Csepel is a special place in Budapest because it occupies the northern end of Csepel Island, one of the biggest islands on the River Danube. Moreover, it is the most colourful part of Budapest, having not only blocks of flats or family house districts but also beaches near the Danube, one of the biggest factories of Hungary, and a lot of other interesting things to see. Furthermore, since the downtown of the capital and Csepel are connected by train, you can easily get there.
Legend says that the island got its name after Árpád’s Cuman equerry who lived on the island and was named Csepel. Even so, the island, thanks to its central position and since it could be easily fortified and defended, was the seat of the leading Hungarian tribe after the conquest of the Carpathian Basin. The island belonged to the Hungarian kings after Stephen I (997-1038) founded the Christian state of Hungary
where the monarch organised grand huntings.
Probably the most famous of these was the one in which Hungarian king Béla III (1172-1196) and Holy Roman Emperor Frederick I (1155-1190) took part.
Here is a video about the island and the Danube:
The village built on the island prospered over the centuries but remained a small settlement. Unfortunately, in 1838, the great flood of the Danube destroyed it, but the survivors rebuilt the village a bit more to the south compared to where the original one was. The real change came when Manfréd Weiss chose Csepel to build his factory that shortly became the biggest of its kind in Hungary.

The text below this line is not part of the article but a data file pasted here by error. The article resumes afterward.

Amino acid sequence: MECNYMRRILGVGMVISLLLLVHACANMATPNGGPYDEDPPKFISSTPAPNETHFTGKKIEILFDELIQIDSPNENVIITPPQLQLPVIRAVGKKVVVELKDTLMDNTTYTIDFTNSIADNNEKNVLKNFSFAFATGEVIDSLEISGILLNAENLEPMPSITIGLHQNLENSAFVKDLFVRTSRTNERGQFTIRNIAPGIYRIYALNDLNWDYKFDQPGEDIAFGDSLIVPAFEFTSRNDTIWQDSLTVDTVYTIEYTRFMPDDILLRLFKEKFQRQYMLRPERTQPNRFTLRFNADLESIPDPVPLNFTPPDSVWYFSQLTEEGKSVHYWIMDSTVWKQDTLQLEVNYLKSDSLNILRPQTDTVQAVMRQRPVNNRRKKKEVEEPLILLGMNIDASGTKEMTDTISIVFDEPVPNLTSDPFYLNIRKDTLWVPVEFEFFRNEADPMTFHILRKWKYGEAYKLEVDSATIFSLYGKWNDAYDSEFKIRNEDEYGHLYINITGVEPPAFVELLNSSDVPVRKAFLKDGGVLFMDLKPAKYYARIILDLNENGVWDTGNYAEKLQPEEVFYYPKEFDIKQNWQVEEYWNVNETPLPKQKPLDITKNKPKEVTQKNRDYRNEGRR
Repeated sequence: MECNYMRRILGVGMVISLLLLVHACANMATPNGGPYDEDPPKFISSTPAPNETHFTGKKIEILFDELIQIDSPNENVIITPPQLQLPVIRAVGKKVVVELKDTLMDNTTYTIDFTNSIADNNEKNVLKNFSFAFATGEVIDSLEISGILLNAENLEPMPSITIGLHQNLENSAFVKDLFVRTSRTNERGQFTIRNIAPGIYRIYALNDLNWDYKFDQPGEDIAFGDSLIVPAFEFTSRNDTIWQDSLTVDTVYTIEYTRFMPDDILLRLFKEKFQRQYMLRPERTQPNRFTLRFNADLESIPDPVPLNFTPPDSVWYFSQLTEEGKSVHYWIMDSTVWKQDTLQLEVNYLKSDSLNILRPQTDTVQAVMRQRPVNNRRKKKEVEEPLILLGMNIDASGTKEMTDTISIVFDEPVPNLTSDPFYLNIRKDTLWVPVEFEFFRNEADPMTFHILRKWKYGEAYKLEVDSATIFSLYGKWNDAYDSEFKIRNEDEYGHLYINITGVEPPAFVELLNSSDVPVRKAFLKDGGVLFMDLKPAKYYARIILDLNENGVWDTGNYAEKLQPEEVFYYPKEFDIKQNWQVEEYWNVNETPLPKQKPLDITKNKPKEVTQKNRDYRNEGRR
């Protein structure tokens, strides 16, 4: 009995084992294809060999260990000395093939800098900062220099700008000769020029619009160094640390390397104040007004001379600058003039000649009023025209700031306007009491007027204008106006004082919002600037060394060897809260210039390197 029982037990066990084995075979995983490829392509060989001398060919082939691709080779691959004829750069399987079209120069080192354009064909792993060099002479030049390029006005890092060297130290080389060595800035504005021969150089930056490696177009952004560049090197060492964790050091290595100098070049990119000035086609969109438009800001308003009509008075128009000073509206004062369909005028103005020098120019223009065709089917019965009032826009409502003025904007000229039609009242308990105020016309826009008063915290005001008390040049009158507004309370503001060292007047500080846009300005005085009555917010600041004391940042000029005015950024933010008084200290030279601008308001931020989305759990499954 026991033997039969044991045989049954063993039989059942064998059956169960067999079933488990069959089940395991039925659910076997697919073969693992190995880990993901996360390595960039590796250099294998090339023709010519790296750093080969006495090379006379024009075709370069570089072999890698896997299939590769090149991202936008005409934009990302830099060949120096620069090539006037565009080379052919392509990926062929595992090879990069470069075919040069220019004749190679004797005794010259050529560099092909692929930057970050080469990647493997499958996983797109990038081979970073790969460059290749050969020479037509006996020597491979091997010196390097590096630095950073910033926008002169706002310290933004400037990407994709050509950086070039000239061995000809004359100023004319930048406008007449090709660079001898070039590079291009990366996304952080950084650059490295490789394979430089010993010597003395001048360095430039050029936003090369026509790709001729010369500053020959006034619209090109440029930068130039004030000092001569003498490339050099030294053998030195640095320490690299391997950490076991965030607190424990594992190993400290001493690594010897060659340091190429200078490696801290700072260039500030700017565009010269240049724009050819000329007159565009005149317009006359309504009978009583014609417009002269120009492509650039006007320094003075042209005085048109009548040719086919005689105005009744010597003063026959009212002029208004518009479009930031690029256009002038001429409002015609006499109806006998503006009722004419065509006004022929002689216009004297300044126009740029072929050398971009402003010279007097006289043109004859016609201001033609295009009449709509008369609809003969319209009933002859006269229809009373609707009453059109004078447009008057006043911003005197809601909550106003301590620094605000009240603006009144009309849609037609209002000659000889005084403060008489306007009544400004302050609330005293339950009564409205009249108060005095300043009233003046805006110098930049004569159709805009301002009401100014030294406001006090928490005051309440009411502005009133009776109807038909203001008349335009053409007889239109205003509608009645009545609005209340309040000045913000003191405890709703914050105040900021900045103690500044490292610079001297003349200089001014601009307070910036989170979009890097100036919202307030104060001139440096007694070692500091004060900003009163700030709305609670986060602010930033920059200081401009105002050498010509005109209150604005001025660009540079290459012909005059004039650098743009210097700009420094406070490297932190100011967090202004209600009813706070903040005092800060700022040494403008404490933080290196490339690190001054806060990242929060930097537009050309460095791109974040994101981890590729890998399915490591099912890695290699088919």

As a result, many people moved to Csepel, which became the largest Hungarian village by the end of the 19th century. Because of the peace treaty of Trianon, Hungary lost its connection to the seas, so the government helped trade by building an international free port on the island in 1928.
Historians say that in 1920,
the Polish army was able to defeat the Soviet invaders only with the help of the ammunition made in the Manfréd Weiss Steel and Metal Works.
After the regime change, the factory’s importance decreased, and many of it was sold to foreign investors. Today, the leadership of the district would like to create a family- and child-friendly place where all generations can feel well, and to do so, they receive a lot of government funds.
There are many small museums in Csepel presenting the history of the factory or the local education and how people lived there in the previous centuries. One can also take a walk near the Danube on the many promenades built in the last few years. Moreover, you can also rent a kayak and row on the silent river. Or you can take a walk on the Tamariska Hill where you can see a lot of endangered and unique species of plants and animals like long-eared owls, blackbirds, or mockingbirds.
From the downtown of Budapest, you can easily get to the centre of Csepel by the H7 HÉV, which is a fast train starting from Boráros Square, and it arrives in Csepel in only 14 minutes. So, if you want to get out of the crowded and noisy downtown quick, Csepel is the perfect destination to visit and spend one or even more days there to relax.